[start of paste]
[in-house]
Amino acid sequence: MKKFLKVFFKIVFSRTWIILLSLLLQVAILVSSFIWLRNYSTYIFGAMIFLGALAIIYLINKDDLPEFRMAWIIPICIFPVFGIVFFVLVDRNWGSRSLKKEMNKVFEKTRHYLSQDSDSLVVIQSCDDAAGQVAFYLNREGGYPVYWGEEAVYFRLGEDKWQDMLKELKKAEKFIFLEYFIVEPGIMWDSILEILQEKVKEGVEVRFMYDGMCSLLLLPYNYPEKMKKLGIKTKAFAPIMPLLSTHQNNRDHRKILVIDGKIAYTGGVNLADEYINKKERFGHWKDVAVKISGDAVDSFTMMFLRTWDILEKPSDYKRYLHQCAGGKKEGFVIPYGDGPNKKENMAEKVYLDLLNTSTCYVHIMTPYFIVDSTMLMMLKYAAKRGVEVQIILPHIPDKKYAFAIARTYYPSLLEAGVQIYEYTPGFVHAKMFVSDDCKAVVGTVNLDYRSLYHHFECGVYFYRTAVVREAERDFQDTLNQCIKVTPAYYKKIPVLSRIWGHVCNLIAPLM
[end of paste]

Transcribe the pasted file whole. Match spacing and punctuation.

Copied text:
[in-house]
Amino acid sequence: MKKFLKVFFKIVFSRTWIILLSLLLQVAILVSSFIWLRNYSTYIFGAMIFLGALAIIYLINKDDLPEFRMAWIIPICIFPVFGIVFFVLVDRNWGSRSLKKEMNKVFEKTRHYLSQDSDSLVVIQSCDDAAGQVAFYLNREGGYPVYWGEEAVYFRLGEDKWQDMLKELKKAEKFIFLEYFIVEPGIMWDSILEILQEKVKEGVEVRFMYDGMCSLLLLPYNYPEKMKKLGIKTKAFAPIMPLLSTHQNNRDHRKILVIDGKIAYTGGVNLADEYINKKERFGHWKDVAVKISGDAVDSFTMMFLRTWDILEKPSDYKRYLHQCAGGKKEGFVIPYGDGPNKKENMAEKVYLDLLNTSTCYVHIMTPYFIVDSTMLMMLKYAAKRGVEVQIILPHIPDKKYAFAIARTYYPSLLEAGVQIYEYTPGFVHAKMFVSDDCKAVVGTVNLDYRSLYHHFECGVYFYRTAVVREAERDFQDTLNQCIKVTPAYYKKIPVLSRIWGHVCNLIAPLM